In 2013, the United Nations published a prediction that by 2030 two-thirds of the world’s middle classes would be in East Asia, with Vietnam among the top three countries for middle-class emergence. Despite this, there remains little but growing research about Vietnam’s middle classes. Among the issues that research to date has not addressed are the ways forms of digitisation are integrated into middle-class ways of living. There is a dearth of research about how middle classes use (1) digital communication, such as zalo and viber; (2) app-based services, such as Grab transport and food delivery apps; (3) biometric and other forms of data capture, such as fingerprint door keys; and (4) digital entertainment, such as streaming services. Using qualitative methods, this paper will contribute theoretically by analysing the digital divide in HCMC and investigating the attitudes, practices and experiences of HCMC’s middle classes. It will examine how middle classes use a range of technologies and determine issues of digital privacy and the digital divide in Vietnam. It will provide evidence to assess to what extent urban middle classes may lead change by influencing, modelling lifestyles and being trendsetters.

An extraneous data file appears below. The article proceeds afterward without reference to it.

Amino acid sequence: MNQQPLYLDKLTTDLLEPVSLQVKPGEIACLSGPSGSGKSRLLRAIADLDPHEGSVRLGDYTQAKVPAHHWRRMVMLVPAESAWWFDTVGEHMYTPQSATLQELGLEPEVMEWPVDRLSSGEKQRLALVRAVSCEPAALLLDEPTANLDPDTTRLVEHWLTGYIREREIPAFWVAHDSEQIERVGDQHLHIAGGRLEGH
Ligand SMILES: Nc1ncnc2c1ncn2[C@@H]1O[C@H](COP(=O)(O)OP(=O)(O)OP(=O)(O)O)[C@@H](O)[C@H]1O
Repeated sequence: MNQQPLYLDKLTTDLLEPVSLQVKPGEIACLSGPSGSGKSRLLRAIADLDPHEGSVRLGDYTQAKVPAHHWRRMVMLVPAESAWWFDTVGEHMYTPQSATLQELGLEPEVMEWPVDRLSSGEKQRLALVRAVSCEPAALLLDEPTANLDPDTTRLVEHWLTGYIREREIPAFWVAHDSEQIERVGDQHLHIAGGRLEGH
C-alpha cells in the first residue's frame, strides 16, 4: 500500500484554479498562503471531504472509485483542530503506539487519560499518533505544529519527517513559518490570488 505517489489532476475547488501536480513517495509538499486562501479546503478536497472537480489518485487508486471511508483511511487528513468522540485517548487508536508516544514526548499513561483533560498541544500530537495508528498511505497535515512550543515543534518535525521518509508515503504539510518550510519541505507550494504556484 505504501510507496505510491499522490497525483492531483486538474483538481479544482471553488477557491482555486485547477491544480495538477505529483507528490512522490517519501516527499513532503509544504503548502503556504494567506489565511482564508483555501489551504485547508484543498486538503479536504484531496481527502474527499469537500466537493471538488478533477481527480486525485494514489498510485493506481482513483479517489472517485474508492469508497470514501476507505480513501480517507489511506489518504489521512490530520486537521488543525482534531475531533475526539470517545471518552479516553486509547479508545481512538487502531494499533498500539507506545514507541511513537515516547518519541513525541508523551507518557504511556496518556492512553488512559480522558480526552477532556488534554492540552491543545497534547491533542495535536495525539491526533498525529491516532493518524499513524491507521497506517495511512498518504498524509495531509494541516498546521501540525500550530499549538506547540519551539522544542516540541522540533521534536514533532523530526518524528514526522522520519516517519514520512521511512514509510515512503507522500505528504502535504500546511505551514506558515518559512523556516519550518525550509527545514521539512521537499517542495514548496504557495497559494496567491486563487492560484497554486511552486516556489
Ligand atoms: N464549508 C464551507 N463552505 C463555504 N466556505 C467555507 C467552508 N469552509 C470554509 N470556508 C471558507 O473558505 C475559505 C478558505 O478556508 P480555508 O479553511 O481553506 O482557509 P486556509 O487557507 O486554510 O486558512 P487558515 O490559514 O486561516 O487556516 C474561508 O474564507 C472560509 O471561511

Catherine Earl, a social anthropologist, is Lecturer in Communication at RMIT Vietnam. Her research interests focus on the rise of middle classes in Ho Chi Minh City, gender and social change, and issues of urban sustainability.